Rainfall could increase in amount, frequency and intensity over the next 80 years along the coast of Antarctica, a new study predicts.
By 2100, if greenhouse gases continue to be released at a high level, rain might increase by 240% on average across the continent.
The increase in showers could enhance the melting of some of the southern continent’s large ice sheets, which, by consequence, could contribute to rising sea levels around the globe.
Rain can also have dramatic consequences for emperor and Adélie penguin chicks. Since chicks’ feathers aren’t yet waterproof, they can freeze when the wet weather subsequently cools and winds pick up. The breeding season of one of the biggest colonies of Adélie penguin colonies around the Dumont d’Urville research station in southeast Antarctica saw complete failure in the 2013-2014 season due to rainfall.
“We expect not only more frequent rain events but also more intense rain events,” said Etienne Vignon with the French National Center for Scientific Research and Sorbonne University in Paris and first author of the new study published in Geophysical Research Letters, AGU’s journal for high-impact, short-format reports with immediate implications spanning all Earth and space sciences.
Most of the precipitation Antarctica gets is snow. Rain is unusual, and when it does occur, it’s usually on the continent’s coasts. The new study estimated rain falls up to four days per year on average over the coast of eastern Antarctica and more than 50 days on average on the northwestern Antarctic Peninsula.
Where the rain falls: yearly rainy days across Antarctica, on average, from 1979-2017, as reported by ten research stations. The darker blue and green areas experienced more rainy days.
Credit: Vignon et al. (2021) Geophysical Research Letters/AGU
But this may be changing. Vignon and his coauthors set out to measure and predict future rain on the continent after researchers noted an uptick in rain events.
The researchers wanted to learn how common rain was in Antarctica, and how it might be affected by climate change. However, traditional climate tracking systems aren’t good at predicting rainfall due to the extreme weather.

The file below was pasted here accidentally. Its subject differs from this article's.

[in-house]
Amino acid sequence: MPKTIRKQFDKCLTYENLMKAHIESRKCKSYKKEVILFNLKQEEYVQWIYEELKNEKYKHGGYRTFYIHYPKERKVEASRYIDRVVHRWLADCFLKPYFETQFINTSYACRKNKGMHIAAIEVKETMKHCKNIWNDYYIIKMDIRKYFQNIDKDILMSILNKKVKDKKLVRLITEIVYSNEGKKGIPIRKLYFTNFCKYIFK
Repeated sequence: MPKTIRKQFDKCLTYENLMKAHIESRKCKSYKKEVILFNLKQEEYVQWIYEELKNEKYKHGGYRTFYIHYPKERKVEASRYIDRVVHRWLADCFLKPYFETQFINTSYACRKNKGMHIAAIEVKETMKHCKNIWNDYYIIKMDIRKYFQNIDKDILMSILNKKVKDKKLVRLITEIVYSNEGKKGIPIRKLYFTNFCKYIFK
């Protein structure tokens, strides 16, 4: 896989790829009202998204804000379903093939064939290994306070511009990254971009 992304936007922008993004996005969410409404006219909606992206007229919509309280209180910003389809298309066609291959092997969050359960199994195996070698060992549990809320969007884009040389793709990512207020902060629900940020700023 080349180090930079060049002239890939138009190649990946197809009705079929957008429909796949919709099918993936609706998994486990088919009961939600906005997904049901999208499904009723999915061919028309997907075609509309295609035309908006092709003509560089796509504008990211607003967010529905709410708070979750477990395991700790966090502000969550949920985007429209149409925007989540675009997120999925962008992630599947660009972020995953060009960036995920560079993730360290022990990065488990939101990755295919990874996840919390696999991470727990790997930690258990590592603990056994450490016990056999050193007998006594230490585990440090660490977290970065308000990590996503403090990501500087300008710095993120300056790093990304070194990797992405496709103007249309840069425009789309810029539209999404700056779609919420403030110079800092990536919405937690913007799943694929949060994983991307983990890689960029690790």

“It’s still a challenge to measure precipitation in Antarctica,” Vignon said.
Vignon and his co-authors gathered information about rain from several decades of observation reports from 10 research stations spread around the continent. They matched these reports, based on ground observations, with what they call atmospheric re-analysis—a combination of model simulations and various kinds of observations from sensors like radiosounding, radar and radiometers at ground level or onboard satellites—to attempt to find a type of signature that indicates rain in the harsh continent.
They came up with a climatology of rainfall occurrence over the past 50 years covering all of Antarctica, beyond the areas immediately surrounding the 10 research stations.
Most of the rain happened along the coasts and the Antarctic Peninsula, the area where penguin colonies come ashore for breeding.
“On average rain almost never occurs on the high plateau because the temperature is too cold,” Vignon said.
Overall, rainfall increased over the peninsula between 1955 and 1999. Surprisingly, the increasing trend reversed from 2000 to 2015, actually decreasing for a period. Vignon said this likely has to do with large natural variability of the climate in this region.
Forecast calls for rain
But the researchers also wanted to see what would happen in the future. They combined this climatology of past rainfall with seven available future climate scenarios outlined in the CMIP6 by the World Climate Research Programme, an international program that helps to coordinate global climate research. The results showed how rainfall might change in the different scenarios through 2100. No matter which scenario they ran, the models showed the same trend.
Increasing rain could have dire consequences for the penguins that nest along the coasts. But it could also impact sea level rise, as rain might enhance the melting and breakup of ice shelves, particularly the Ronne and Ross ice shelves in western Antarctica.
“Rainfall can enhance the melting of the snowpack,” Vignon said.
The findings have relevancy for possible impacts like ice sheet melting and instability, resulting in rising sea levels, according to Richard Bintanja, a professor of climate and Environmental Change at Groningen University in Netherlands who was not involved in this research but who has studied rainfall in the Arctic.
“All and all, that rain will increase in a warming climate should be of no surprise to anyone, but the magnitude at which this occurs on such a cold continent is of interest,” Bintanja said, adding that.